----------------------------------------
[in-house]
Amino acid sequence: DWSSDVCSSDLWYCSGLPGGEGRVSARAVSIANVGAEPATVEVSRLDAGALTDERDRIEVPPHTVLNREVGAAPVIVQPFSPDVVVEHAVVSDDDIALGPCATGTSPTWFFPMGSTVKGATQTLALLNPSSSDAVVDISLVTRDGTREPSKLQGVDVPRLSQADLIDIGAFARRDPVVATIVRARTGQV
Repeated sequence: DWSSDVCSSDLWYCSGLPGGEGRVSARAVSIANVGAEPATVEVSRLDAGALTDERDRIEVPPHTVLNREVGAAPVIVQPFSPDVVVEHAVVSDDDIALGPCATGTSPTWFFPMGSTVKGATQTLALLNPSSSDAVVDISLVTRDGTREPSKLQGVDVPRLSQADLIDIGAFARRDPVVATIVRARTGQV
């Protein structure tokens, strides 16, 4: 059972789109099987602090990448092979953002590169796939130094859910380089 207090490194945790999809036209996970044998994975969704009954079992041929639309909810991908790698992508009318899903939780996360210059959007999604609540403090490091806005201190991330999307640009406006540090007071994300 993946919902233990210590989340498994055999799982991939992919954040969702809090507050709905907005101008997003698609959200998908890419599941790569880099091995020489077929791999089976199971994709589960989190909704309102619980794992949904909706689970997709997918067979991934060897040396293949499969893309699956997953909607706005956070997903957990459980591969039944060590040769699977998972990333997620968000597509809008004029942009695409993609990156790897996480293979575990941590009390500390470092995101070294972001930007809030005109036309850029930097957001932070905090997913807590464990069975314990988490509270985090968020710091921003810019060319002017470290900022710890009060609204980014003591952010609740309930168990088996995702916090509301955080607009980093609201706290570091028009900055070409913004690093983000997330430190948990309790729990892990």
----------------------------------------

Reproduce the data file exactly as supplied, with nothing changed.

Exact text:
[in-house]
Amino acid sequence: DWSSDVCSSDLWYCSGLPGGEGRVSARAVSIANVGAEPATVEVSRLDAGALTDERDRIEVPPHTVLNREVGAAPVIVQPFSPDVVVEHAVVSDDDIALGPCATGTSPTWFFPMGSTVKGATQTLALLNPSSSDAVVDISLVTRDGTREPSKLQGVDVPRLSQADLIDIGAFARRDPVVATIVRARTGQV
Repeated sequence: DWSSDVCSSDLWYCSGLPGGEGRVSARAVSIANVGAEPATVEVSRLDAGALTDERDRIEVPPHTVLNREVGAAPVIVQPFSPDVVVEHAVVSDDDIALGPCATGTSPTWFFPMGSTVKGATQTLALLNPSSSDAVVDISLVTRDGTREPSKLQGVDVPRLSQADLIDIGAFARRDPVVATIVRARTGQV
């Protein structure tokens, strides 16, 4: 059972789109099987602090990448092979953002590169796939130094859910380089 207090490194945790999809036209996970044998994975969704009954079992041929639309909810991908790698992508009318899903939780996360210059959007999604609540403090490091806005201190991330999307640009406006540090007071994300 993946919902233990210590989340498994055999799982991939992919954040969702809090507050709905907005101008997003698609959200998908890419599941790569880099091995020489077929791999089976199971994709589960989190909704309102619980794992949904909706689970997709997918067979991934060897040396293949499969893309699956997953909607706005956070997903957990459980591969039944060590040769699977998972990333997620968000597509809008004029942009695409993609990156790897996480293979575990941590009390500390470092995101070294972001930007809030005109036309850029930097957001932070905090997913807590464990069975314990988490509270985090968020710091921003810019060319002017470290900022710890009060609204980014003591952010609740309930168990088996995702916090509301955080607009980093609201706290570091028009900055070409913004690093983000997330430190948990309790729990892990």